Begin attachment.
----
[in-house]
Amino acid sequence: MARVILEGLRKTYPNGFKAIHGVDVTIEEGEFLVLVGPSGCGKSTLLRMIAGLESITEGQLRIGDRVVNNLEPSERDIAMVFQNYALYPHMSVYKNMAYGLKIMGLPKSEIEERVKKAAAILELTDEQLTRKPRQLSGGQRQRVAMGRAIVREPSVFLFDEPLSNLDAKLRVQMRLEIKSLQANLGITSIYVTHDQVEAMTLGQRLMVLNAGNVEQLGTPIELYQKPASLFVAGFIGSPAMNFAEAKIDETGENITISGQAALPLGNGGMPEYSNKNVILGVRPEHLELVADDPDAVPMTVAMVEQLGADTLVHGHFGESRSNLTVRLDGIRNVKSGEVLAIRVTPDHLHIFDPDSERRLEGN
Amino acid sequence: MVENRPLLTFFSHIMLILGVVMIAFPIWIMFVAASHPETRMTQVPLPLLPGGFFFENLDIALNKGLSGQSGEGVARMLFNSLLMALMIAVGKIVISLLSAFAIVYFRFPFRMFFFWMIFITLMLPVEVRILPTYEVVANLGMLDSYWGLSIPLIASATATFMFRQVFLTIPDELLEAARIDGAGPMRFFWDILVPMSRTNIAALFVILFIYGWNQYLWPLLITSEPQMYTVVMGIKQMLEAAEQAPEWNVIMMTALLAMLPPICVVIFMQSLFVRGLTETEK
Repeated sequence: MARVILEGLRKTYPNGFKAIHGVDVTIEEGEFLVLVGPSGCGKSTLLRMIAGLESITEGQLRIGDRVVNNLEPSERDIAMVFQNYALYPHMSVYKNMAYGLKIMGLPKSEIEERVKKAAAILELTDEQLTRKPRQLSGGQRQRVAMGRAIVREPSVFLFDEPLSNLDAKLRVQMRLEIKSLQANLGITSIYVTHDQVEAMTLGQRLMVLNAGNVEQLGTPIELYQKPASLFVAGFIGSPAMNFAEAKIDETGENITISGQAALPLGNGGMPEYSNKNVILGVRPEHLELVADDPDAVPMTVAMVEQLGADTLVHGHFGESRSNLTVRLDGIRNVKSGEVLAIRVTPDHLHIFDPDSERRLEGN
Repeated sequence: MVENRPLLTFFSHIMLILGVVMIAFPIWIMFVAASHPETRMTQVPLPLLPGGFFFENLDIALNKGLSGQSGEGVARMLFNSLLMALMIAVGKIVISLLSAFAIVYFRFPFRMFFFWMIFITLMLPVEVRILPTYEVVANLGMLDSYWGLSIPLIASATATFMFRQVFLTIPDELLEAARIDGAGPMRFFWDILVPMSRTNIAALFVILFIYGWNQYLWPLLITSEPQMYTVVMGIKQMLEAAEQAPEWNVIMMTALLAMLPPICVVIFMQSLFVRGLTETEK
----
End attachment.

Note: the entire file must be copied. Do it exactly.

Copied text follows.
[in-house]
Amino acid sequence: MARVILEGLRKTYPNGFKAIHGVDVTIEEGEFLVLVGPSGCGKSTLLRMIAGLESITEGQLRIGDRVVNNLEPSERDIAMVFQNYALYPHMSVYKNMAYGLKIMGLPKSEIEERVKKAAAILELTDEQLTRKPRQLSGGQRQRVAMGRAIVREPSVFLFDEPLSNLDAKLRVQMRLEIKSLQANLGITSIYVTHDQVEAMTLGQRLMVLNAGNVEQLGTPIELYQKPASLFVAGFIGSPAMNFAEAKIDETGENITISGQAALPLGNGGMPEYSNKNVILGVRPEHLELVADDPDAVPMTVAMVEQLGADTLVHGHFGESRSNLTVRLDGIRNVKSGEVLAIRVTPDHLHIFDPDSERRLEGN
Amino acid sequence: MVENRPLLTFFSHIMLILGVVMIAFPIWIMFVAASHPETRMTQVPLPLLPGGFFFENLDIALNKGLSGQSGEGVARMLFNSLLMALMIAVGKIVISLLSAFAIVYFRFPFRMFFFWMIFITLMLPVEVRILPTYEVVANLGMLDSYWGLSIPLIASATATFMFRQVFLTIPDELLEAARIDGAGPMRFFWDILVPMSRTNIAALFVILFIYGWNQYLWPLLITSEPQMYTVVMGIKQMLEAAEQAPEWNVIMMTALLAMLPPICVVIFMQSLFVRGLTETEK
Repeated sequence: MARVILEGLRKTYPNGFKAIHGVDVTIEEGEFLVLVGPSGCGKSTLLRMIAGLESITEGQLRIGDRVVNNLEPSERDIAMVFQNYALYPHMSVYKNMAYGLKIMGLPKSEIEERVKKAAAILELTDEQLTRKPRQLSGGQRQRVAMGRAIVREPSVFLFDEPLSNLDAKLRVQMRLEIKSLQANLGITSIYVTHDQVEAMTLGQRLMVLNAGNVEQLGTPIELYQKPASLFVAGFIGSPAMNFAEAKIDETGENITISGQAALPLGNGGMPEYSNKNVILGVRPEHLELVADDPDAVPMTVAMVEQLGADTLVHGHFGESRSNLTVRLDGIRNVKSGEVLAIRVTPDHLHIFDPDSERRLEGN
Repeated sequence: MVENRPLLTFFSHIMLILGVVMIAFPIWIMFVAASHPETRMTQVPLPLLPGGFFFENLDIALNKGLSGQSGEGVARMLFNSLLMALMIAVGKIVISLLSAFAIVYFRFPFRMFFFWMIFITLMLPVEVRILPTYEVVANLGMLDSYWGLSIPLIASATATFMFRQVFLTIPDELLEAARIDGAGPMRFFWDILVPMSRTNIAALFVILFIYGWNQYLWPLLITSEPQMYTVVMGIKQMLEAAEQAPEWNVIMMTALLAMLPPICVVIFMQSLFVRGLTETEK